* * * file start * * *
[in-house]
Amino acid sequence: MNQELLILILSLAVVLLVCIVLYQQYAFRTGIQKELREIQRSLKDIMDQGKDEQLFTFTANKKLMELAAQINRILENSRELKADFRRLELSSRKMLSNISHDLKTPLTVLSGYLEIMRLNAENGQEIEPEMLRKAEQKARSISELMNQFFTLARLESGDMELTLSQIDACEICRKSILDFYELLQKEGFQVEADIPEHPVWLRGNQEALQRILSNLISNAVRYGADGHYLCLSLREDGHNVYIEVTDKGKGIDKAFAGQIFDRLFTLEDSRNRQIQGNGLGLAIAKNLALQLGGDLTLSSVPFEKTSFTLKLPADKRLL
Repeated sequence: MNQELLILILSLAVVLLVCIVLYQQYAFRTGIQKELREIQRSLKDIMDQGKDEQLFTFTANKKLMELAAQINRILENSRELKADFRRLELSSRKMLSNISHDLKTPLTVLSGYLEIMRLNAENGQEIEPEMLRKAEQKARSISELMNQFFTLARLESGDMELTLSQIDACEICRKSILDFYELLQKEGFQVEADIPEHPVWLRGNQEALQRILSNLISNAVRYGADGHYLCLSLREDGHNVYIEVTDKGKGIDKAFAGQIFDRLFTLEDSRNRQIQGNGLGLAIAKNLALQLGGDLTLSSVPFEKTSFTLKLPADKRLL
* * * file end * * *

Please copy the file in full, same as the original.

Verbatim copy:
[in-house]
Amino acid sequence: MNQELLILILSLAVVLLVCIVLYQQYAFRTGIQKELREIQRSLKDIMDQGKDEQLFTFTANKKLMELAAQINRILENSRELKADFRRLELSSRKMLSNISHDLKTPLTVLSGYLEIMRLNAENGQEIEPEMLRKAEQKARSISELMNQFFTLARLESGDMELTLSQIDACEICRKSILDFYELLQKEGFQVEADIPEHPVWLRGNQEALQRILSNLISNAVRYGADGHYLCLSLREDGHNVYIEVTDKGKGIDKAFAGQIFDRLFTLEDSRNRQIQGNGLGLAIAKNLALQLGGDLTLSSVPFEKTSFTLKLPADKRLL
Repeated sequence: MNQELLILILSLAVVLLVCIVLYQQYAFRTGIQKELREIQRSLKDIMDQGKDEQLFTFTANKKLMELAAQINRILENSRELKADFRRLELSSRKMLSNISHDLKTPLTVLSGYLEIMRLNAENGQEIEPEMLRKAEQKARSISELMNQFFTLARLESGDMELTLSQIDACEICRKSILDFYELLQKEGFQVEADIPEHPVWLRGNQEALQRILSNLISNAVRYGADGHYLCLSLREDGHNVYIEVTDKGKGIDKAFAGQIFDRLFTLEDSRNRQIQGNGLGLAIAKNLALQLGGDLTLSSVPFEKTSFTLKLPADKRLL